It also means calling the bluff of divisive politicians like Procaccino, who have written off the Black vote. (But not the Puerto Rican vote. Procaccino knows, even if Lindsay does not, that many Puerto Ricans are incipient Italians-Catholic, conservative, worried about a Black takeover in their schools.) And it means calling the bluff of politicians who, like Procaccino, offer lower-middle-class whites the exquisite pleasure of being betrayed by one of their own. Most of all, it means a large turning-around of liberal heads inside the NDC and elsewhere.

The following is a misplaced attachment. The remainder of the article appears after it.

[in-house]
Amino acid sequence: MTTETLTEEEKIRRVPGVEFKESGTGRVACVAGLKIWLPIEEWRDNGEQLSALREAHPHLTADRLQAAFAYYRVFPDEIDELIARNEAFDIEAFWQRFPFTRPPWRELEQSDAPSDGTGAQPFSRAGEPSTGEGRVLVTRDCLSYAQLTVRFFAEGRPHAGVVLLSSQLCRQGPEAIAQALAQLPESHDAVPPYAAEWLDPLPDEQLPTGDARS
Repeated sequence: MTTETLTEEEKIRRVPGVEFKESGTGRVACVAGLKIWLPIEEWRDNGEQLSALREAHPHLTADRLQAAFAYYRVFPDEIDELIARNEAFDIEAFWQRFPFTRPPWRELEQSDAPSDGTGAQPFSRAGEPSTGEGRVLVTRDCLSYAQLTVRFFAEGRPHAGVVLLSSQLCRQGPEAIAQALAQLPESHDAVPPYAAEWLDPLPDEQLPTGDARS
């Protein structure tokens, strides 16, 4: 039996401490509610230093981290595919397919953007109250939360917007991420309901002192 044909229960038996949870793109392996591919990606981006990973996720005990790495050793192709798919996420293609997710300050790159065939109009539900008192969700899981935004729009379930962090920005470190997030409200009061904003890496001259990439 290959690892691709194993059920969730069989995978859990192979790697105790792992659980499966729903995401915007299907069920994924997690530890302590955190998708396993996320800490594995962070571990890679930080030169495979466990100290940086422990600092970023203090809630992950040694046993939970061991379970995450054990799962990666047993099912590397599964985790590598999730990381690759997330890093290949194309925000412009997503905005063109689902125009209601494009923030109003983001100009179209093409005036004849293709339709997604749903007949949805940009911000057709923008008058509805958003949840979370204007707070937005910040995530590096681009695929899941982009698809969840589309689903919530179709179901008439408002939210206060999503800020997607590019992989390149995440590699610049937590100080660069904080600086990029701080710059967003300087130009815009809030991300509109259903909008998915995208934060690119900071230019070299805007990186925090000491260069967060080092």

Lindsay aides are reported to talk about “forcing integrated housing projects down the throats of” white working-class neighborhoods — something they wouldn’t think of saying if it involved Blacks.

Political and commercial structures that benefit, indirectly or otherwise, by the divisions of the working class and poor— say, Albany and the real-estate firms — are not going to give up easily.

“It’s like asking Jewish liberals to forgive the people who called them ‘Christ-killers’ when they were growing up,” said one doubtful NDC member, as he helped plan a big conference on this subject to be held in a white Brooklyn high school in December.

“It’s worse than that for the rest of us,” said another. “It’s like asking us to forgive our working-class parents — to go home again.”

The Souls of (Lower-Middle-Class) White Folk